-In my explanation of our programming, I caught myself when I said, “Our programming is designed to make you an athlete.”  I thought about our hierarchy of athletic development, in which the base is nutrition, the next level is Metabolic Conditioning before moving into gymnastics, weightlifting and sport.  What clicked for me here was thinking about the often addressed Intensity aspect of the workouts.  We are always talking about scaling for intensity.  Not sure what weight to do?  Go lighter and faster:  More intensity.  However, there are certain movements that, even when scaled properly, are developing more of a neurological benefit than physiological benefit.  While we know that this will help you to become a better overall athlete, I understand that certain athletes may need something different to accomplish their short term goals!

-I thought about something that had happened earlier in this same day.  A long time member that always scales the weighted movements down to keep up intensity, decided to use a heavier weight. We discussed the decision with class as “a necessary decision over time” and that he is giving this workout a “strength bias.”  I all of a sudden realized that we don’t offer up a “conditioning bias” often enough!  The idea was the same:  change the workout to suit your needs and maintain the stimulus of the day!  For example, certain athletes can receive a hell of a stimulus from toes to bar, but others, due to grip strength, body weight, midline strength, lack of coordination, do not receive the same stimulus!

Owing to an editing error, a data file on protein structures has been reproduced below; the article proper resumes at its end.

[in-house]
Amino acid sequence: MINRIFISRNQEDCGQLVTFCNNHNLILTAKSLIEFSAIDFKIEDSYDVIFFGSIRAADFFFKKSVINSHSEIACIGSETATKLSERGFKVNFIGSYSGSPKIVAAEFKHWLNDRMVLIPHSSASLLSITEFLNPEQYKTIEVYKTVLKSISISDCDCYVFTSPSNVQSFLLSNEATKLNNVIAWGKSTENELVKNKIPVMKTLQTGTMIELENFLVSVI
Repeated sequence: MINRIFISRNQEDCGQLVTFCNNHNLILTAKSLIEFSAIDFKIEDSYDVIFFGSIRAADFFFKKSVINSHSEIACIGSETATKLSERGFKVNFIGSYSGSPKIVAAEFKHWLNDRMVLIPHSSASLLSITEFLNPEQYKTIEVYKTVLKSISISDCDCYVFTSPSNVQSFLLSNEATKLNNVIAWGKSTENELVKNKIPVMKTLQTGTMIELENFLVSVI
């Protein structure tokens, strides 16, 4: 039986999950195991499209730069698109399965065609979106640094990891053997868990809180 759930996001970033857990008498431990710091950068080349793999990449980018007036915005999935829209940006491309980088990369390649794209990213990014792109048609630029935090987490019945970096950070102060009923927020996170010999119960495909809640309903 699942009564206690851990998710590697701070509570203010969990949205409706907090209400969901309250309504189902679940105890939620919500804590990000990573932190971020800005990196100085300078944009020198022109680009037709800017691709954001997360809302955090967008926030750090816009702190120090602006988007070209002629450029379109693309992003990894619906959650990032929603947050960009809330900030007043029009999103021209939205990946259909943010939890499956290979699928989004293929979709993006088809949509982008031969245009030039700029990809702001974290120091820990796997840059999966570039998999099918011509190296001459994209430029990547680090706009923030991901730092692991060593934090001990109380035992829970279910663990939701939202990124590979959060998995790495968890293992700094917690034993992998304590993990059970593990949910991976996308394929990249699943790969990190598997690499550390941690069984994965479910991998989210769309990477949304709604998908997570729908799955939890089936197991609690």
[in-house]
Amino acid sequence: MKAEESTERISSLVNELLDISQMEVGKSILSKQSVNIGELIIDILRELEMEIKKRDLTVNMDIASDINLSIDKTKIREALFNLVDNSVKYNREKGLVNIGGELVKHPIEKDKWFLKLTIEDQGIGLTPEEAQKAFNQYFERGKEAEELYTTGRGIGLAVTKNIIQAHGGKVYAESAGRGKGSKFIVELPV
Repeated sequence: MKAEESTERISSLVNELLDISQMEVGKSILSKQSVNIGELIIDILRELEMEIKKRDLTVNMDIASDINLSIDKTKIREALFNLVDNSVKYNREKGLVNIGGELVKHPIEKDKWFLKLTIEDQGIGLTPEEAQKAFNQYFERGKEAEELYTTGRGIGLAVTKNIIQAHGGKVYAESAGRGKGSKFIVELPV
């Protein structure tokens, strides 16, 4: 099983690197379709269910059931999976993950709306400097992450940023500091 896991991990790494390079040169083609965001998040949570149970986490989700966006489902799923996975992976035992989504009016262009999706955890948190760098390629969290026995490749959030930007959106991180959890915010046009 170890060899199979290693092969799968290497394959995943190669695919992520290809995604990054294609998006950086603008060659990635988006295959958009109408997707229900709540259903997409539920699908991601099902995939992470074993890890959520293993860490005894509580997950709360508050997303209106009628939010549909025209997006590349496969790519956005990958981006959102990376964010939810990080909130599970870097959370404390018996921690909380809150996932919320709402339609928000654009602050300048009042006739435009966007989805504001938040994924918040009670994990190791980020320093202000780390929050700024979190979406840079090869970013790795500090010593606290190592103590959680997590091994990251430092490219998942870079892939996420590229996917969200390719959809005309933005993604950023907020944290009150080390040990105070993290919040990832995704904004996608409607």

-I began to think about the recent Central Coast Clash competition, in which a couple of the girls did not want to perform the modified version of “The Kraken” because it was too modified and seemed too easy.  Instead of toes to bar they did abmat situps, instead of box jumps it was step ups, instead of KB snatches it was DB snatches and the weights were all light.  They ended up doing this super scaled version and guess what…it was absolutely brutal!  They had no excuse to take a break, they had to keep moving because the movements were so easy.  Their intensity was through the roof!

-While I was advocating to this particular athlete that they should scale movements and change the workout to suit their needs, I realized that as coaches we could do a better job of promoting such decisions.  Today’s workout is pretty straight forward, but lets use it as an example anyways:

The prescribed running distance is 800 meters on both ends with 75 wall balls at either 20 or 14lbs.  For someone that is not a great runner, the 800 meter distance is going to be really slow, but just scaling it down to 400 meters might not be the answer.  Maybe try 6 rounds of 200 meter run and 10 wall balls with a lighter ball.  This way the athlete can keep their run pace higher and maybe go unbroken on the wall balls.  The overall length of time for the workout would be similar.  The movement stimulus would be maintained and their intensity would be much higher!

My point of all this is that your personal Health and Fitness is a complicated beast.  Our job is to create an environment in which you can thrive and focus on your individual needs.  I want to encourage you all to discuss your thoughts, questions and concerns with me and the rest of the coaches as often as possible.  We value your opinion and look forward to making changes that will allow you to accomplish your goals.  Starting tomorrow we will be going through a trial phase of offering a “Conditioning Bias” version of the workout for those that are interested.  We hope you enjoy!